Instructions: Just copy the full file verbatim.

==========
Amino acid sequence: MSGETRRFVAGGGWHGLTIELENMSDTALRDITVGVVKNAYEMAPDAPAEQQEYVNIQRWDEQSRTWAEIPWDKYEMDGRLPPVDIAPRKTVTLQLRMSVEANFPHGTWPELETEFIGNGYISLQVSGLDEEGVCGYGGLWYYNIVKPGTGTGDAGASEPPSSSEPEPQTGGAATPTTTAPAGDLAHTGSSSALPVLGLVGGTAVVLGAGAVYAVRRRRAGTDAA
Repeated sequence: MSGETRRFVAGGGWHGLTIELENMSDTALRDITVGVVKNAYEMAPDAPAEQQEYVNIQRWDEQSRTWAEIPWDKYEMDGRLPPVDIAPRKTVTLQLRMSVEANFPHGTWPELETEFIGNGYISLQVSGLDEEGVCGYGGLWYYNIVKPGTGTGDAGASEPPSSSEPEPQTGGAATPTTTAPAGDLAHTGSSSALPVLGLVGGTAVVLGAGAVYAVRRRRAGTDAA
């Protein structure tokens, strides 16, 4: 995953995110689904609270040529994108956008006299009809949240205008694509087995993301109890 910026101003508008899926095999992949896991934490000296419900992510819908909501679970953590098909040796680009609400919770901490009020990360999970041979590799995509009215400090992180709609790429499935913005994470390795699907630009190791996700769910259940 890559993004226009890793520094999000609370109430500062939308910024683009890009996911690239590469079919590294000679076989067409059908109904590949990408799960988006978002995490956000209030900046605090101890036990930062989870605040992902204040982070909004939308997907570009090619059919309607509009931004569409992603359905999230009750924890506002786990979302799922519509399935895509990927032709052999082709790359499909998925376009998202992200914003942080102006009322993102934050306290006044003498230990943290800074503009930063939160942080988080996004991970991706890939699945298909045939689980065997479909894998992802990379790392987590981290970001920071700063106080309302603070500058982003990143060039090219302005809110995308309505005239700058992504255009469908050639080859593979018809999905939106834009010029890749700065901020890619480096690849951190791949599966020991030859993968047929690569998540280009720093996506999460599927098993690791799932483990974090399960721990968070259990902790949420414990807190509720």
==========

Amino acid sequence: MSGETRRFVAGGGWHGLTIELENMSDTALRDITVGVVKNAYEMAPDAPAEQQEYVNIQRWDEQSRTWAEIPWDKYEMDGRLPPVDIAPRKTVTLQLRMSVEANFPHGTWPELETEFIGNGYISLQVSGLDEEGVCGYGGLWYYNIVKPGTGTGDAGASEPPSSSEPEPQTGGAATPTTTAPAGDLAHTGSSSALPVLGLVGGTAVVLGAGAVYAVRRRRAGTDAA
Repeated sequence: MSGETRRFVAGGGWHGLTIELENMSDTALRDITVGVVKNAYEMAPDAPAEQQEYVNIQRWDEQSRTWAEIPWDKYEMDGRLPPVDIAPRKTVTLQLRMSVEANFPHGTWPELETEFIGNGYISLQVSGLDEEGVCGYGGLWYYNIVKPGTGTGDAGASEPPSSSEPEPQTGGAATPTTTAPAGDLAHTGSSSALPVLGLVGGTAVVLGAGAVYAVRRRRAGTDAA
């Protein structure tokens, strides 16, 4: 995953995110689904609270040529994108956008006299009809949240205008694509087995993301109890 910026101003508008899926095999992949896991934490000296419900992510819908909501679970953590098909040796680009609400919770901490009020990360999970041979590799995509009215400090992180709609790429499935913005994470390795699907630009190791996700769910259940 890559993004226009890793520094999000609370109430500062939308910024683009890009996911690239590469079919590294000679076989067409059908109904590949990408799960988006978002995490956000209030900046605090101890036990930062989870605040992902204040982070909004939308997907570009090619059919309607509009931004569409992603359905999230009750924890506002786990979302799922519509399935895509990927032709052999082709790359499909998925376009998202992200914003942080102006009322993102934050306290006044003498230990943290800074503009930063939160942080988080996004991970991706890939699945298909045939689980065997479909894998992802990379790392987590981290970001920071700063106080309302603070500058982003990143060039090219302005809110995308309505005239700058992504255009469908050639080859593979018809999905939106834009010029890749700065901020890619480096690849951190791949599966020991030859993968047929690569998540280009720093996506999460599927098993690791799932483990974090399960721990968070259990902790949420414990807190509720």